The United States' bid to host the 2022 World Cup has come under fresh threat thanks to a surprising surge of support for rival bidder Qatar.
U.S. Soccer had been feeling pretty good about its prospects for the Dec. 2 decision, but has been rocked by the recent revival of a Qatar bid that is still under investigation for alleged collusion but continues to gain backing within the 24-member FIFA Executive Committee nonetheless.
A FIFA source told Yahoo! Sports on Thursday that it is widely expected that Qatar will escape any sanction when the FIFA Ethics Committee reveals the findings of its investigation on Nov. 17.
"The word is that there will be nothing of significance, and no punishment," said the source. "And, amazing as it would have seemed a few weeks ago, they are starting to look like favorites."
[Related: Qatar proposes island stadium for 2022]
Collusion or not, it is no secret that Qatar enjoys strong backing from a voting axis that consists of members from Asia and South America and may control as many as seven of the 24 votes up for grabs.
This week saw more controversy, with American FIFA member Chuck Blazer revealing that he had translated a note passed by Spain's Angel Villar Llona to Qatar's Mohamed bin Hammam at a meeting last month that read: "Congratulations, we are going to win." A joint Spain-Portugal bid is in the running to host in 2018, and also enjoys the support of the Asian/South American group.
A victory for Qatar would be a monumental triumph of public relations – and a huge lost opportunity for USA. Since the early stages of the process, the Americans have felt this was their World Cup to lose, with Australia initially seen as the only legitimate threat.
Yet Qatar has somehow managed to put itself forward as an intriguing choice, despite a series of glaring concerns. The Middle Eastern country would be the smallest nation ever to host the tournament, with a population of only 1.6 million.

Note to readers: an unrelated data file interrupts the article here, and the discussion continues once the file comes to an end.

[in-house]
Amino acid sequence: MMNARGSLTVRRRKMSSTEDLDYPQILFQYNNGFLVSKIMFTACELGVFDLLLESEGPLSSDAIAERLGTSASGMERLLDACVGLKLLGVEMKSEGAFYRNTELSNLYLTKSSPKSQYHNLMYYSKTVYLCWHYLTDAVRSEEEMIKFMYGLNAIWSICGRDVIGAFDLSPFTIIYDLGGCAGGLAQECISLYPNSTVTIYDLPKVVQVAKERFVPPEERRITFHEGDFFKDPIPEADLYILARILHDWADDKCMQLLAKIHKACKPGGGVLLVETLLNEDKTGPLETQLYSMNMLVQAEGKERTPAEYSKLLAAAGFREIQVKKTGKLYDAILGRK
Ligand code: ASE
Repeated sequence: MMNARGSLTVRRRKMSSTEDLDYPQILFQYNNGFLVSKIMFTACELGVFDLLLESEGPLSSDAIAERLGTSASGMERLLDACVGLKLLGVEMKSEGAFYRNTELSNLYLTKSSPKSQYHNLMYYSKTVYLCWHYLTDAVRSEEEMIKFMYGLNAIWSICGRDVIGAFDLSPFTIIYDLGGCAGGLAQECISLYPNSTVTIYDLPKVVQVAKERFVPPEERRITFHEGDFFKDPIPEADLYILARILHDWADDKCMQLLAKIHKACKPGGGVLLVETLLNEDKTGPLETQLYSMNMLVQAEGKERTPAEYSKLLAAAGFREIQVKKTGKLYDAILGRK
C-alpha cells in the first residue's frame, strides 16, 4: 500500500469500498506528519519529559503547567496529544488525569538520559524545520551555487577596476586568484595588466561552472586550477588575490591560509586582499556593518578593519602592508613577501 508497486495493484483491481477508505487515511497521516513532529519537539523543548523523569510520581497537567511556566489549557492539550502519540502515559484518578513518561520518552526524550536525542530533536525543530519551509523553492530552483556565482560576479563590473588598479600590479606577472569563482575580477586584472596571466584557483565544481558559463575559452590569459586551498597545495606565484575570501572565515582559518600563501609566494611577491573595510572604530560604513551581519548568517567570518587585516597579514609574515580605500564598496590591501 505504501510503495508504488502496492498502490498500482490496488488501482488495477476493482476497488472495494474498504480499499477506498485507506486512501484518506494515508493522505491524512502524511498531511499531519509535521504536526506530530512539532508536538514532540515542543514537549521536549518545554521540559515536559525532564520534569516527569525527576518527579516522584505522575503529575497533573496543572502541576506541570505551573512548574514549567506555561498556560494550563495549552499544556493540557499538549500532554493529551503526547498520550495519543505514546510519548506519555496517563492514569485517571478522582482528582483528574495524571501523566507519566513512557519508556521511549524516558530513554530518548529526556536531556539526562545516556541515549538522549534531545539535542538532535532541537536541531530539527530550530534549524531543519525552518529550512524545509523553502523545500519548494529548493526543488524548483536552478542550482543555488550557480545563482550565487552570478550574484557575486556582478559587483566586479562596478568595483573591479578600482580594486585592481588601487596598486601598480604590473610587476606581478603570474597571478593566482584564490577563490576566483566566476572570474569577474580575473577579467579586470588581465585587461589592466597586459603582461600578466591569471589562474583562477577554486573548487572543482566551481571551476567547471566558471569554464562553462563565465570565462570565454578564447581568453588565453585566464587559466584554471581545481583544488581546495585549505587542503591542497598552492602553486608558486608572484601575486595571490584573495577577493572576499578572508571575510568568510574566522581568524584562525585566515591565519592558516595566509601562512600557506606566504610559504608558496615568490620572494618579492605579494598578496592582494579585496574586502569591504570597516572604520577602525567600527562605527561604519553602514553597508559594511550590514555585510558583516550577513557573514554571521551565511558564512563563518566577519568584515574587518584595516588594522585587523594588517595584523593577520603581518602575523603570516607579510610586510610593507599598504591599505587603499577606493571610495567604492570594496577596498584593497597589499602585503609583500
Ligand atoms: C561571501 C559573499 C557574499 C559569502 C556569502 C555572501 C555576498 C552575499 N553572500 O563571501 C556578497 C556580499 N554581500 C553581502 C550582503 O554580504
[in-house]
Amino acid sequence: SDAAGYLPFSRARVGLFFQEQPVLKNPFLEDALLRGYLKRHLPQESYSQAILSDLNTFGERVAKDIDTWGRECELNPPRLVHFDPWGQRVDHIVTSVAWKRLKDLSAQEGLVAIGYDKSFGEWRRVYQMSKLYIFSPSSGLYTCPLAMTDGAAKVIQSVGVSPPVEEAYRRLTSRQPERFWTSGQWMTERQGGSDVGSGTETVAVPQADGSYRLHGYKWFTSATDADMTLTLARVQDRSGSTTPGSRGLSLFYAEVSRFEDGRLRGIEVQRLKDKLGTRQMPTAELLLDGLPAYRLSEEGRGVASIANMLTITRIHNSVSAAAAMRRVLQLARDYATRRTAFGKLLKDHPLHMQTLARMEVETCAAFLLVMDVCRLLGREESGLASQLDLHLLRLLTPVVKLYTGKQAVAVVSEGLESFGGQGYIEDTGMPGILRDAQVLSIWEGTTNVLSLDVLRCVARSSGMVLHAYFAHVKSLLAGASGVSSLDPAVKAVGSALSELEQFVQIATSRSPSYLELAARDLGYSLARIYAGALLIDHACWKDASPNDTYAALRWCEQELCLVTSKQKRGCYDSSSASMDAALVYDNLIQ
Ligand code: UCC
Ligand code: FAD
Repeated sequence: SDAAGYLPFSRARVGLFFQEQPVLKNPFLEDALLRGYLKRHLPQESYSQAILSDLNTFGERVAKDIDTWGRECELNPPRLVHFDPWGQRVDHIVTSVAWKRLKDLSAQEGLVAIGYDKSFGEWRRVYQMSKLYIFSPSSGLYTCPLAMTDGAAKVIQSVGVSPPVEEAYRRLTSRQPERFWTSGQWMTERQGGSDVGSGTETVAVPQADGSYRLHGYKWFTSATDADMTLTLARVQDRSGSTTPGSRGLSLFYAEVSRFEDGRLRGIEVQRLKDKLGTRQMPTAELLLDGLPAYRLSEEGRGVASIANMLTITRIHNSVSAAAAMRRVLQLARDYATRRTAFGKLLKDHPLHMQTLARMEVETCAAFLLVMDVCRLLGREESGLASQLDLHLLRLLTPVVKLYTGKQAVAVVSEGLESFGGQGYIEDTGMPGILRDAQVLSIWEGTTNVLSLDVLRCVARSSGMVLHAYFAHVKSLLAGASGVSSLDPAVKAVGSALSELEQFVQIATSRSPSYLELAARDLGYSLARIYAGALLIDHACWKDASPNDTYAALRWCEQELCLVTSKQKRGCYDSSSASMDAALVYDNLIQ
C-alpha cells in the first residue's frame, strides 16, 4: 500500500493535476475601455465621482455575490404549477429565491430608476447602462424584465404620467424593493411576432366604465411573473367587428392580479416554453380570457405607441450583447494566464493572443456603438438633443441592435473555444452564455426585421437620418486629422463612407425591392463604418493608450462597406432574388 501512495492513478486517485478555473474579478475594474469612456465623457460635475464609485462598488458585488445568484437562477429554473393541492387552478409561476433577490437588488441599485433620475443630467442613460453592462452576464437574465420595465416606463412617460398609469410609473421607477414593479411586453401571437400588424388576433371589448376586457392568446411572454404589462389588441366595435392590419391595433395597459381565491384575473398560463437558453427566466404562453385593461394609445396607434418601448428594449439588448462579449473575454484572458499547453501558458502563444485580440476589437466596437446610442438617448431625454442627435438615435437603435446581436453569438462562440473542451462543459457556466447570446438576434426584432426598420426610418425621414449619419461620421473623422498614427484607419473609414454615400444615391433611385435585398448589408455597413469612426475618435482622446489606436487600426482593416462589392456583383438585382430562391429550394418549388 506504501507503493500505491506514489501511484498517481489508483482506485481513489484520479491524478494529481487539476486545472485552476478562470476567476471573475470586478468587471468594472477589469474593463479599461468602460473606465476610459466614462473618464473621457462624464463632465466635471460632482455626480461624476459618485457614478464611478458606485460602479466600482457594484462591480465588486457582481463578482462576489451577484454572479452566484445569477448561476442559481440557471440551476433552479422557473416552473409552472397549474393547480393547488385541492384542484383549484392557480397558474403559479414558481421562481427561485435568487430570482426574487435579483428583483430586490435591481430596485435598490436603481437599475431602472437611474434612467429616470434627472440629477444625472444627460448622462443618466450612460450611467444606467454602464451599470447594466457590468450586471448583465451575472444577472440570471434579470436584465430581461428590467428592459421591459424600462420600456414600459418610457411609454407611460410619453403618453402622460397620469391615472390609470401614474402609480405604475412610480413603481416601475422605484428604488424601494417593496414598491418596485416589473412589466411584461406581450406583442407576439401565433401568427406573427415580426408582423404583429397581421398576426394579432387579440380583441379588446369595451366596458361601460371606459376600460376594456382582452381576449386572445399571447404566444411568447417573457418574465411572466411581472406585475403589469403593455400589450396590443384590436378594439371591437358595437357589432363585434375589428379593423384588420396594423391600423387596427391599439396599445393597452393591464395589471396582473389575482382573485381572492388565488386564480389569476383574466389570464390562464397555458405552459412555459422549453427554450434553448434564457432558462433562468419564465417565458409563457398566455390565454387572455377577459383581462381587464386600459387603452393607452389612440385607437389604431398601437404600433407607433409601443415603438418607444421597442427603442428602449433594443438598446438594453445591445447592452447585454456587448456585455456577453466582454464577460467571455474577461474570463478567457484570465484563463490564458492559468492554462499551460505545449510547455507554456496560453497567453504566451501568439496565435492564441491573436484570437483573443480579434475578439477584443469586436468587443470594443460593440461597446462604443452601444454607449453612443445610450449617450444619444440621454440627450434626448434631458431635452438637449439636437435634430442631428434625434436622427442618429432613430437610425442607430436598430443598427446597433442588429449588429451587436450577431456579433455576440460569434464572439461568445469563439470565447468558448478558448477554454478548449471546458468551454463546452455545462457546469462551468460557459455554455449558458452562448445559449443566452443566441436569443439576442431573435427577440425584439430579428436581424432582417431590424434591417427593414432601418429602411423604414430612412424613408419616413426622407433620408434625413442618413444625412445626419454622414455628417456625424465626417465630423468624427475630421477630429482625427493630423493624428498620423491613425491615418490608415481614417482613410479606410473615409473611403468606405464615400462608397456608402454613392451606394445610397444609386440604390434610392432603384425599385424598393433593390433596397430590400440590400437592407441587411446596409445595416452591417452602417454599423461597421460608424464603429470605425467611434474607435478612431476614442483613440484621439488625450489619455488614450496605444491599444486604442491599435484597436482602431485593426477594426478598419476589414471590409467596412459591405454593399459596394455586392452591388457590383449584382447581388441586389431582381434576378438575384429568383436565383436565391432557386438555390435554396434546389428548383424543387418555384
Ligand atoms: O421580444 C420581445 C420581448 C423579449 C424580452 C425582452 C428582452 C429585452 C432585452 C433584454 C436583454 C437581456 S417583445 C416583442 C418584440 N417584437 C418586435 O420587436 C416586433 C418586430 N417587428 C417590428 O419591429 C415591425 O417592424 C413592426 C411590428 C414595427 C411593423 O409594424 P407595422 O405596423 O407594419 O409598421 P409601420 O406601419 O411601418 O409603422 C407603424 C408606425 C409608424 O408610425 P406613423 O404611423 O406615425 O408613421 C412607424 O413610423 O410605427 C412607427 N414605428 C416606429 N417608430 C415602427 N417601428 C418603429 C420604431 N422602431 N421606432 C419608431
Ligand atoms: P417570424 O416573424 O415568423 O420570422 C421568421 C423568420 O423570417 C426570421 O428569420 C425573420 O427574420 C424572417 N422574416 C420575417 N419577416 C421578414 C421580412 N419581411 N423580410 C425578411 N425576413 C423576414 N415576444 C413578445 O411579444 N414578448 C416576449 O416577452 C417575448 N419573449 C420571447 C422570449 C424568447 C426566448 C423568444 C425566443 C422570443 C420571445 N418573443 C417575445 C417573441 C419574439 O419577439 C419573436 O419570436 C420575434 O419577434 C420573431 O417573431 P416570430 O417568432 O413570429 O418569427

With just one major city (the capital of Doha) in Qatar, a World Cup there would be the most compact in history, with fans from 32 nations packed together in close proximity. Summer temperatures are normally about 100F, although climate-controlled stadiums, mainly built from scratch, have been promised.
The contrasts between the American and Qatari bids could not be greater. Another World Cup in the USA could easily be staged at 12 huge stadiums, located all across the country. Thanks to the phenomenon of the NFL, finding enough appropriate venues is never going to be an issue.
The U.S. remains the most logical choice, but U.S. Soccer will have to play some fancy politics over the next few weeks to make its dream a reality.
Beckham future unclear
Reports indicating that David Beckham is ready to play on until his 40th birthday are premature, according to sources close to the player.
Beckham's deal with the Los Angeles Galaxy expires at the end of next season, and Yahoo! Sports understands that discussions over an extension will not commence until the end of the current campaign, at the earliest. Even then, Beckham likely will look at all available offers as his contract winds down.
However, it is expected that the 35-year-old, who missed eight months this year with an Achilles tendon injury, will wait to see how his body holds up in the early part of next season before deciding how long to prolong his career.
Reina on his way
Liverpool's new owner John W. Henry appears to have failed in his bid to keep hold of Spanish goalkeeper Pepe Reina.
According to multiple reports, Reina, who has been unsettled at Anfield for more than a year, has finally decided to officially request a move and looks set to head to pastures new during the January transfer window or next summer.
Henry was hoping to keep hold of Reina and Fernando Torres but will now have to give head coach Roy Hodgson funds to spend on a new goalkeeper. Germany's World Cup keeper Manuel Neuer has been mentioned as one possible replacement.
Hahnemann to return?
United States goalkeeper Marcus Hahnemann publicly mulled a return to Major League Soccer this week, indicating he may switch to either the Portland Timbers or Vancouver Whitecaps when they join the league in 2011.
However, Hahnemann will be given some food for thought if his current club, English Premier League side Wolverhampton Wanderers, avoid relegation this season.
If the club stays up, owner Steve Morgan is poised to sign off on a new contract for the 38-year-old that would pay him more than $1.5 million over two years, far more than he could realistically expect in MLS.
The Wolves are currently in 19th place in the 20-team EPL.